A wonderfully involved tail of a pig’s escape and eventual recapture.
Firstly, a protracted endeavour to find him, eventually discovered resting in a barn, engaged in ‘thinking unutterable things’.
Secondly, the vain boast of an Irishman who was sure he could get a hold of the elusive pig, and the miserable failure of he and other men to drive the obstinate porcine philosopher back to his sty.
Finally, psychology came to the rescue when some clever chap realized the solution was to drive the pig away from the sty, realizing it wasn’t avoiding the sty itself, but was rather resisting the imposition of authority and coercion on its free will. As soon as they drove him away from where they wanted him, he went in the desired direction.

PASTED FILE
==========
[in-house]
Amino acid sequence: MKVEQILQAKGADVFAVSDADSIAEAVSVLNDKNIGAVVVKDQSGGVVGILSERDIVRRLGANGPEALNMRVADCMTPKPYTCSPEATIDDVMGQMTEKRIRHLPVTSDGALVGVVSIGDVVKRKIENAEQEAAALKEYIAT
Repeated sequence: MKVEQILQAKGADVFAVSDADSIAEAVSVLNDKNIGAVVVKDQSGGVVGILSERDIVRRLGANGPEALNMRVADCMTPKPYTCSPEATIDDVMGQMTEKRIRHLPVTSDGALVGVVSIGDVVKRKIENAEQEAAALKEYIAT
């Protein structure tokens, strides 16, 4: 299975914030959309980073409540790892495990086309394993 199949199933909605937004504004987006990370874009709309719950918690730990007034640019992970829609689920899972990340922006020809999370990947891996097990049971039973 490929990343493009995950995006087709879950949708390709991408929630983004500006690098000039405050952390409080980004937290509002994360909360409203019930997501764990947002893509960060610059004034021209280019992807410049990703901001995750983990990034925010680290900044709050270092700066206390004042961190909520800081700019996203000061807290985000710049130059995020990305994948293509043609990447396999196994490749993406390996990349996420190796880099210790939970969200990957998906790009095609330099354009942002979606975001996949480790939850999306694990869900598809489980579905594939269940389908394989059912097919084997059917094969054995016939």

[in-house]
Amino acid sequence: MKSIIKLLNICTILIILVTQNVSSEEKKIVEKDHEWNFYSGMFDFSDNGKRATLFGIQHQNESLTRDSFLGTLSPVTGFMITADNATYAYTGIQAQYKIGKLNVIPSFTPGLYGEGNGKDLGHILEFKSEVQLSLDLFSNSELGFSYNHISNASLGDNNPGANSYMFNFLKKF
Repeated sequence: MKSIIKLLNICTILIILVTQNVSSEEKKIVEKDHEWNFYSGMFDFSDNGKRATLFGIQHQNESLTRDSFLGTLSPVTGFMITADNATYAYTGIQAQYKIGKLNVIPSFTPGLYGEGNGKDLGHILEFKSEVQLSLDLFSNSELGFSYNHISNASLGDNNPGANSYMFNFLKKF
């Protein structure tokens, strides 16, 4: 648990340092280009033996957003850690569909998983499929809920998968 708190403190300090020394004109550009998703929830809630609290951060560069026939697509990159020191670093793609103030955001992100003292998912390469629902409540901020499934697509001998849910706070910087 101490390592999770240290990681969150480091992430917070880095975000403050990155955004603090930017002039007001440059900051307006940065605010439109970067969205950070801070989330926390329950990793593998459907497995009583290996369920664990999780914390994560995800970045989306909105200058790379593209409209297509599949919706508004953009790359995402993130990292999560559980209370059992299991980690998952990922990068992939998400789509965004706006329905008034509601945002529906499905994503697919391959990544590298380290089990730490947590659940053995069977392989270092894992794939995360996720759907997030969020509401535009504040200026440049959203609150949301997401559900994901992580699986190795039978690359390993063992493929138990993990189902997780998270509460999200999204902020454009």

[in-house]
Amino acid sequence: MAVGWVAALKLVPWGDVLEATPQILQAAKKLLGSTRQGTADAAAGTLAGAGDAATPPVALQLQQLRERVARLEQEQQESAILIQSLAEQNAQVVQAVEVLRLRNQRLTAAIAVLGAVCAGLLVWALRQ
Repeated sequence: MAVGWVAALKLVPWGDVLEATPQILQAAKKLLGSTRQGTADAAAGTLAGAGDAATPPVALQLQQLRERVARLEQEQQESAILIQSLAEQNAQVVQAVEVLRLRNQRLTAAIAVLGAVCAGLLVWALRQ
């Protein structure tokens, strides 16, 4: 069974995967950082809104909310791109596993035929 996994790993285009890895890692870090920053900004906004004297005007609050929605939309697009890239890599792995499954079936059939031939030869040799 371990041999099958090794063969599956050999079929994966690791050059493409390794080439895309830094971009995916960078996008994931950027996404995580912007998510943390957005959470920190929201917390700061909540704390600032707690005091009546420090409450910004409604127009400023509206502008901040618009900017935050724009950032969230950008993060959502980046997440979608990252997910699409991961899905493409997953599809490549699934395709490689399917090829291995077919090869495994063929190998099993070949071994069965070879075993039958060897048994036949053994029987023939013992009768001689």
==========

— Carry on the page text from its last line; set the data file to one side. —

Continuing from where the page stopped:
A lesson for life? Take heed.
And never underestimate a pig. You cannot know what its thoughts are.
‘I learned to my chagrin that Father’s pig was gone. He had leaped out of the pen some time since his breakfast, but his dinner was untouched. Here was an ugly duty not to be shirked, – a wild shoat that weighted but ninety to be tracked, caught, and penned.
Pig story continues…
At this stage an Irishman was engaged to assist. “I can catch him,” says he, with Buonapartean confidence…
They find the pig in a barn:
The rope is at length obtained; the windows are barred with carriages lest he bolt through. He is resting quietly on his belly in the further corner, thinking unutterable things …
You may drag him, but you cannot drive him …
All progress in driving at last was made by facing and endeavoring to switch him from home. He rushed upon you and made a few feet in the desired direction.’
Source: Henry David Thoreau, 8 August 1856, The Journal 1837-1861, Damion Searls (ed.), preface by John R. Stilgoe (New York: New York Review Books, 2009), p. 394-98
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